Tuesday, February 3, 2009


Tom Daschle Should Not Be Secretary of Health and Human Services

I’m a progressive, a native of North Dakota (the “other” Dakota), and a longtime supporter of Tom Daschle. However, he’s a terrible choice for Secretary of Health and Human Services.

My primary concern is not his bad “tax avoidance” decisions, but rather that he would be the kiss of death for universal healthcare that works.

When it comes to healthcare, Daschle represents the revolving-door, corporate-business-as-usual, Republican wing of the Democratic Party.

Especially troublesome are his ties to that life-sucking dinosaur known as UnitedHealth Group, which is Exhibit A for what’s wrong with healthcare in America. 

Our healthcare system is wasteful and corrupt precisely because it is con game run by and for huge corporate interests.

The privately-milked system is structured to provide maximum returns for shareholders and wealthy industry executives who are not caregivers, while denying and delaying coverage, and passing around like “hot potatoes” those individuals most needing medical care.

America’s private health insurance companies spend billions each year on advertising and gaming the system.

Patients and the actual caregivers—doctors, nurses and other staff—are forced to waste enormous time and money coping with the bureaucratic obstacles and paperwork of hundreds of different billing and reimbursement schemes.

William McGuire, the CEO of UnitedHealth, received compensation totaling $124.8 million in 2005—an amount which could have paid the total cost of medical care for an entire year for more than 33,000 average Americans.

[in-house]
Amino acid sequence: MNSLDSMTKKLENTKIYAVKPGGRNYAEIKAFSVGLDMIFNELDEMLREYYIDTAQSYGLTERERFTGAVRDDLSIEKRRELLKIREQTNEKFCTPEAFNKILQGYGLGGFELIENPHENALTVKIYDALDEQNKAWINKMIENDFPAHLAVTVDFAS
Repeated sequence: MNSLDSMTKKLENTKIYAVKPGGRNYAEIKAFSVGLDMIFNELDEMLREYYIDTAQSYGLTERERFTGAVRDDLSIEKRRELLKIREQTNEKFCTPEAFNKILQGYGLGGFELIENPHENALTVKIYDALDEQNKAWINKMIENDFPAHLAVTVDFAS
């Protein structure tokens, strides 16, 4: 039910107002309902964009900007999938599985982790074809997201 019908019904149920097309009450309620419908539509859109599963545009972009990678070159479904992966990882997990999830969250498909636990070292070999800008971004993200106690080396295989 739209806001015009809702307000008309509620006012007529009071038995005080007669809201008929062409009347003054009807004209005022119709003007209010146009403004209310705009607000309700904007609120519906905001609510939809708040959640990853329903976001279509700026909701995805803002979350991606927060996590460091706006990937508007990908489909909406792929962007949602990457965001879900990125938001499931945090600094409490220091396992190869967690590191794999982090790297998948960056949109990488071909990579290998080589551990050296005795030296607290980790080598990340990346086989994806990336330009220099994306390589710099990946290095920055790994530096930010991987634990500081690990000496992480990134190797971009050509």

McGuire retired under pressure in October 2006 due to a pay and stock options scandal at UnitedHealth. An investigation determined that McGuire’s options to purchase 1.5 million shares had probably been “backdated” to increase their value. His stock option package was reported to be worth $1.6 billion—imagine 1,600 piles of one million dollars each.

That amount is many thousands of times what is paid to the most highly compensated executive in the U.S. Department of Veterans Affairs, which is run more efficiently than America’s private healthcare system.

Incredibly, the $1.6 billion in stock options for McGuire could have paid the total cost of medical care for an entire year for 422,400 Americans.

The enormous financial and political muscle behind entrenched interests like UnitedHealth to date have killed the messenger and sidetracked any serious policy debate on the merits.

This is why any “reform” coming out of Congress always keeps these companies in the business of screwing America.

Sorry, Tom, but you’re part of the problem, not the solution. 

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